A Worthwhile Approach to Chronic Fatigue Syndrome?
Are you familiar with Dr. Jacob Teitelbaum’s “From Fatigued to Fantastic” approach to treating fibromyalgia and chronic fatigue syndrome? I’ve started on the treatment but would like to have your opinion.
Andrew Weil, M.D. |January 27, 2004
Chronic fatigue syndrome (CFS) and fibromyalgia have similar features and are difficult conditions to deal with. CFS is marked by disabling fatigue and exhaustion and sometimes includes headaches, short-term memory loss or severe inability to concentrate, muscle pain, joint pain, depression, lack of restful sleep, muscle weakness and lymph node pain. No one knows what causes it although some experts suspect that a hyper-reactive immune system and a viral or other infectious agent may be involved.
Fibromyalgia combines pain, fatigue, anxiety and depression and may be due to imbalances of chemicals and hormones in the nervous system that amplify sensation, making even the slightest touch feel painful. The super-sensitivity to pain seems to be at least partially hereditary, but fibromyalgia itself is often triggered by a viral infection, emotional stress, injury, or exposure to certain drugs or chemicals.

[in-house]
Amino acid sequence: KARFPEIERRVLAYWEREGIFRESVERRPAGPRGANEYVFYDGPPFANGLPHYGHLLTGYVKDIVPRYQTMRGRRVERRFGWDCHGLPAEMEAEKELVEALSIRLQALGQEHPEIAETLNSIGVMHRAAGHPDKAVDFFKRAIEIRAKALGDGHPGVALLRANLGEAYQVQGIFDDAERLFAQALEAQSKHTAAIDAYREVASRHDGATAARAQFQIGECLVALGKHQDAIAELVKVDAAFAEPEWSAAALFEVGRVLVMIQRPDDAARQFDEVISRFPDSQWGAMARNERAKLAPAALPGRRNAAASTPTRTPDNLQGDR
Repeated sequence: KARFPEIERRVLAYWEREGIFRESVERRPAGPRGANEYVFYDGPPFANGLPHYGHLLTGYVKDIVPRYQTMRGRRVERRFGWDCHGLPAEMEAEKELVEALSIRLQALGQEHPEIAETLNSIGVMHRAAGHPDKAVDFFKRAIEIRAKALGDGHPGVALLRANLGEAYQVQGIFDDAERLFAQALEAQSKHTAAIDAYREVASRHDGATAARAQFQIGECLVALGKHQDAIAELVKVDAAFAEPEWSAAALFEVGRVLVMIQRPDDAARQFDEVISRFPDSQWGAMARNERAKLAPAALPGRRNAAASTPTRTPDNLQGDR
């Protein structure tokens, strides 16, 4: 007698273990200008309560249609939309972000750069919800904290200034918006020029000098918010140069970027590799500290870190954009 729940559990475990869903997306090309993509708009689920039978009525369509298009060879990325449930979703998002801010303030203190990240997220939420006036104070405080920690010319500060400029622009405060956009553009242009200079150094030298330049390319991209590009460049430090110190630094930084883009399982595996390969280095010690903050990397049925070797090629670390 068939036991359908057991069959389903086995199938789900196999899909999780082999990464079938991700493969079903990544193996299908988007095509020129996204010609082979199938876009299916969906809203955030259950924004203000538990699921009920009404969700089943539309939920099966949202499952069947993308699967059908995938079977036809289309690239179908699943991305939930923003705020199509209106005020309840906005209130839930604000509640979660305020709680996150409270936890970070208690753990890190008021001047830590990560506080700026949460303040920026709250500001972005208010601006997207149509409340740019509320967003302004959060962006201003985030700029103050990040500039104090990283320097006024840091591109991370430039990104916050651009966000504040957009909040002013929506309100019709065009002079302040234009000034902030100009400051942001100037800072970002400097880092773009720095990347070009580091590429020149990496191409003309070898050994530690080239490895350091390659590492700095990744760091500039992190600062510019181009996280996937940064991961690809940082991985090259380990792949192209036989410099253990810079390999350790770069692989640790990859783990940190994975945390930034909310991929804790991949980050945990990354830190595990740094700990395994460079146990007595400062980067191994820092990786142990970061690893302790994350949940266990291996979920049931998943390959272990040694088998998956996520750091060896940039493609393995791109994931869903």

Jacob Teitelbaum, M.D., an internist who suffers from chronic fatigue syndrome, has written a book titled “From Fatigued to Fantastic” that describes his treatment plan for CFS and fibromyalgia. Dr. Teitelbaum believes that the stress, infections or other triggers of CFS and fibromyalgia suppress the hypothalamus, the brain center that regulates sleep, the hormonal system, body temperature and blood flow. To combat these symptoms he prescribes a long list of herbs, prescription drugs, hormones (including thyroid, ovarian and testicular hormones even if tests show that your hormone levels are normal) plus a vitamin/mineral/amino acid supplement he sells that contains 50 nutrients to overcome “nutritional deficiencies” (which in my experience are rare in this country).
Although I’m aware of Dr. Teitelbaum’s program, I have had no first-hand experience with it, so I asked Anthony Komaroff, MD, an authority on CFS at Harvard Medical School for his thoughts. Dr. Komaroff replied that any proposed treatment plan for CFS should be put to a rigorous scientific test before it can be said to be effective and that in his judgment, Dr. Teitelbaum’s program has not yet passed that test.
Recently, Dr. Teitelbaum visited the Arizona Center for Integrative Medicine in Arizona and described his theory and treatments to our physician-fellows. Most of them were impressed with his presentation and said they were willing to try his approach with selected patients. I will look forward to seeing the results.
Andrew Weil, M.D.